Continuous Delivery (CD) is looking like it’s the new Agile. Teams hear about the wonderful things that happen with you implement CD and rush to get on-board. In reality CD is the same as any process, there are pros and cons to adopting the approach. Not every team could. or even should want to change their culture and process to allow CD to work. However if you have a team, including business people, who are willing to take the steps required then CD can have a huge impact on team morale.
Process change is hard. You are asking a group of people to change the way they do things. Not all of these people will agree that you’re moving to a better approach and so at least some resistance is normal. CD requires everyone on the team to trust each other. You need to work together to agree on a process that allows you to move fast and deploy code to production far more frequently that you are used to. You need to understand and agree on risk levels and technical changes. How will you test the builds and who gets to make the decision as to what gets deployed? Most important of all you need to agree on what will happen when things go wrong.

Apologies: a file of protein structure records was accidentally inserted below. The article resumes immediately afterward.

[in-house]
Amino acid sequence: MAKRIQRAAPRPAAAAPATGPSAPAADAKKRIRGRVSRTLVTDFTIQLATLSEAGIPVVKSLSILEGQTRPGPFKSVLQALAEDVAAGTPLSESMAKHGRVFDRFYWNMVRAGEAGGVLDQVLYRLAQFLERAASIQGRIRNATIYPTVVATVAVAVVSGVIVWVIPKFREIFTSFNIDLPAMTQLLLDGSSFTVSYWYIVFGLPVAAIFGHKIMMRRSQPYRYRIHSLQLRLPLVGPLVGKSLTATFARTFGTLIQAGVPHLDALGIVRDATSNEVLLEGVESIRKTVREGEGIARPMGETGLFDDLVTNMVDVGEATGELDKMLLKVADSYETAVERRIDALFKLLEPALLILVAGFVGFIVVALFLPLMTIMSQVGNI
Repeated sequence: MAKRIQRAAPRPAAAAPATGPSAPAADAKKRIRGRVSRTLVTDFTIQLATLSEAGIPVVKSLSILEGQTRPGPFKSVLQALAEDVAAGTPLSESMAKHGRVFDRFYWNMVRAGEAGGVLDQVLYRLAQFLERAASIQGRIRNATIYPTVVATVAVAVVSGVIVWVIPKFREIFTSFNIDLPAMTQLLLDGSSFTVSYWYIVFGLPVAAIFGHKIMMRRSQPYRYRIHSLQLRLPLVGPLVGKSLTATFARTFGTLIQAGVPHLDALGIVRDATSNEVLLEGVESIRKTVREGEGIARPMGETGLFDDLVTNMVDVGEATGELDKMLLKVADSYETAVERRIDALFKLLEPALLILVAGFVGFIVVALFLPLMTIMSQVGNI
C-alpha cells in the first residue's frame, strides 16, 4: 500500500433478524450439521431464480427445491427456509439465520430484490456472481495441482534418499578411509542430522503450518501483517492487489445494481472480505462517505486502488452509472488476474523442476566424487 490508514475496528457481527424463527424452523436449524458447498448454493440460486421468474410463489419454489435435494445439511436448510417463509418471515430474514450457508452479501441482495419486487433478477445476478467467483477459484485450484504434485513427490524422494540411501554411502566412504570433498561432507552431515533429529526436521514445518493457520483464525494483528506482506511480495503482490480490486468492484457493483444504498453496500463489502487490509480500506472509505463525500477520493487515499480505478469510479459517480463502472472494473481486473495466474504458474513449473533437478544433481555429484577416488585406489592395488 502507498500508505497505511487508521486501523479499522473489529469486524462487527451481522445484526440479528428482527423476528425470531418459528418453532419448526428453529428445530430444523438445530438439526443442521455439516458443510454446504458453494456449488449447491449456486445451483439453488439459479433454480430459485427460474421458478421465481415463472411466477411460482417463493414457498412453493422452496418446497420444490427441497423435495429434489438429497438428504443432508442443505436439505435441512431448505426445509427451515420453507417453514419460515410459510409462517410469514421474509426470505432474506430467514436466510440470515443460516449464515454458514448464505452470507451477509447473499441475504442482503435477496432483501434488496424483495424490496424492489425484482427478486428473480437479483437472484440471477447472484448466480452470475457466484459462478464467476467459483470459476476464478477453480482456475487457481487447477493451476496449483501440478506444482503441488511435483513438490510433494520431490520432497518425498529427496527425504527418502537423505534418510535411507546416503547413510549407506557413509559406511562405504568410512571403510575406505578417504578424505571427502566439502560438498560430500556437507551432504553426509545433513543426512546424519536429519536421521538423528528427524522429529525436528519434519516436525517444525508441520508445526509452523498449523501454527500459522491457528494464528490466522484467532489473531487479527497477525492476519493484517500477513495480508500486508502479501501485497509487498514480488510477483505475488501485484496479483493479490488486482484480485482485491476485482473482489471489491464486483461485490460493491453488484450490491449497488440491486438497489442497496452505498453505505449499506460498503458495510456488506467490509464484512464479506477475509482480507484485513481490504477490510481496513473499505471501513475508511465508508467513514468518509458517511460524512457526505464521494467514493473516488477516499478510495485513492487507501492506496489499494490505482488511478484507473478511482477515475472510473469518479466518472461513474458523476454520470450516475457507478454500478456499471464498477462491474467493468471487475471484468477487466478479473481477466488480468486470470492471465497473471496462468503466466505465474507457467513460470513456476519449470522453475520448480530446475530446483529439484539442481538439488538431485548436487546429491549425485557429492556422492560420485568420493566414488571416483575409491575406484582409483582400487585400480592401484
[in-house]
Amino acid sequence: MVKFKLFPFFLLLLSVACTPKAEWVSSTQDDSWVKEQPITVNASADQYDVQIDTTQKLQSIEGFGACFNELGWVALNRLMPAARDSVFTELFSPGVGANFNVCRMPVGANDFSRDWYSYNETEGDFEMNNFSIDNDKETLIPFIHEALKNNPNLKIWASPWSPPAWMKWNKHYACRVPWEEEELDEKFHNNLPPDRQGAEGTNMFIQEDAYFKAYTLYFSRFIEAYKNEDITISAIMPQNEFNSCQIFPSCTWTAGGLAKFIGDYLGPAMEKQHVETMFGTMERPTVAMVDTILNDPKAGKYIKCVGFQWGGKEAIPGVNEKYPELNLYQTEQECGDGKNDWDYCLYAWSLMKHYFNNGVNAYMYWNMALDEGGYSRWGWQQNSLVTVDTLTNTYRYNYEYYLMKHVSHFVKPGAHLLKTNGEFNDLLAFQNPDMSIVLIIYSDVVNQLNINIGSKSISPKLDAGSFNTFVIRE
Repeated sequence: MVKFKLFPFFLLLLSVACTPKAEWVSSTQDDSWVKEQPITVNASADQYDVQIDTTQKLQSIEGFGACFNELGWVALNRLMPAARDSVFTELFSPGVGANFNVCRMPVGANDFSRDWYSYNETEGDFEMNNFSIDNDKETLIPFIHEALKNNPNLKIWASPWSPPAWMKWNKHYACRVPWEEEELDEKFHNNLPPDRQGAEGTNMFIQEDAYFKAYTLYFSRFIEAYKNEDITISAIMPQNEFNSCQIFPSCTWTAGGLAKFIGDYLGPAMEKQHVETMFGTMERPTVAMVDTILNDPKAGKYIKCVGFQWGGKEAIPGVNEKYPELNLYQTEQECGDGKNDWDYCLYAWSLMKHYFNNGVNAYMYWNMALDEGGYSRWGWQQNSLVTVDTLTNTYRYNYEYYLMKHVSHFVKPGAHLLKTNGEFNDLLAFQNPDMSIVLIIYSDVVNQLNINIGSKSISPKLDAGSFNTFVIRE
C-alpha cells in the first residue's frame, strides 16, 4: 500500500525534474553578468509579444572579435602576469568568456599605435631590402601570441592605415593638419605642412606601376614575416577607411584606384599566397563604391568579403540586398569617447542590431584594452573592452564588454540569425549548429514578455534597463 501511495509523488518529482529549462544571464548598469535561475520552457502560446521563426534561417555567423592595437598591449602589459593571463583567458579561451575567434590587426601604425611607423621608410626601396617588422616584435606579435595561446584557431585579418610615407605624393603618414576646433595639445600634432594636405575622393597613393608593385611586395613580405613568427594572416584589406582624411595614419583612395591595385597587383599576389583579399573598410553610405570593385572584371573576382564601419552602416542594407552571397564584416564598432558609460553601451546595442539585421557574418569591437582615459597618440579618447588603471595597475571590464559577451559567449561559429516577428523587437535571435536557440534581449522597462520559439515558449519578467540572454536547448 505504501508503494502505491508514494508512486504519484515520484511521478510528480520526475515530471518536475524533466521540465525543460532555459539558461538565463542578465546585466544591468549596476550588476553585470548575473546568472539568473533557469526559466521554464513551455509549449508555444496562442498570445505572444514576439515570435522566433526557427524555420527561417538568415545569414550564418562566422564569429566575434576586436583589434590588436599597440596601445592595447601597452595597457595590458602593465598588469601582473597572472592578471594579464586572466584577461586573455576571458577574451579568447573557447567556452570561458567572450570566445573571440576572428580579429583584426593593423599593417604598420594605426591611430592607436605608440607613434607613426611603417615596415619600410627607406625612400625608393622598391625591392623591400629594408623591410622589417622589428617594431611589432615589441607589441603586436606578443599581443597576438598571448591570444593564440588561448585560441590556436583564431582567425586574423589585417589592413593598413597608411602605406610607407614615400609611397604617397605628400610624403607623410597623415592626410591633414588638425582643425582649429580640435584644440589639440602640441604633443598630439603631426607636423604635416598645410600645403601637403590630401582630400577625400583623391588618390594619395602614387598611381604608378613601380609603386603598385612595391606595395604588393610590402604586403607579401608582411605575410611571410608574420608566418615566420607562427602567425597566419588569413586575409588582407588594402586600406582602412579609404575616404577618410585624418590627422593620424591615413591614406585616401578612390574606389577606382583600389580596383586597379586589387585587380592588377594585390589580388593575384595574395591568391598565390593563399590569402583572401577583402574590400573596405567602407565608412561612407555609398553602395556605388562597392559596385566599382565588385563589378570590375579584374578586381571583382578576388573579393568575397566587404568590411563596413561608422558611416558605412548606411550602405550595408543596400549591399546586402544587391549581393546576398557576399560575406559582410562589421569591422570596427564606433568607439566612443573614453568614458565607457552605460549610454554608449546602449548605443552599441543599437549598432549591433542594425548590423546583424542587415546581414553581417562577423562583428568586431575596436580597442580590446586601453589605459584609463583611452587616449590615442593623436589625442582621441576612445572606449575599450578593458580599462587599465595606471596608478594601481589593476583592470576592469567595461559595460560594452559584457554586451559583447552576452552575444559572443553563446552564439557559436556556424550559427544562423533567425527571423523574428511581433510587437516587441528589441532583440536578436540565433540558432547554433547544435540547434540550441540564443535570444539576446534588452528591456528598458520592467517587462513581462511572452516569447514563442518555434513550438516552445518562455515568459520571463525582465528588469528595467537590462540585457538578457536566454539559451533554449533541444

Despite the obvious difficulties of making these changes I still believe CD is a positive process change to make. Full team conversations around acceptable risk are always going to be a useful thing. Actually sitting down and defining a process which can then be completely managed by a tool such as Jenkins will make life easier for everyone. Most significant of all are the benefits of creating a culture where developers are trusted to release code as and when they need to.
If you would like to hear more about how Songkick moved to CD then join me for the EuroSTAR Webinar Wednesday 11th December 2pm GMT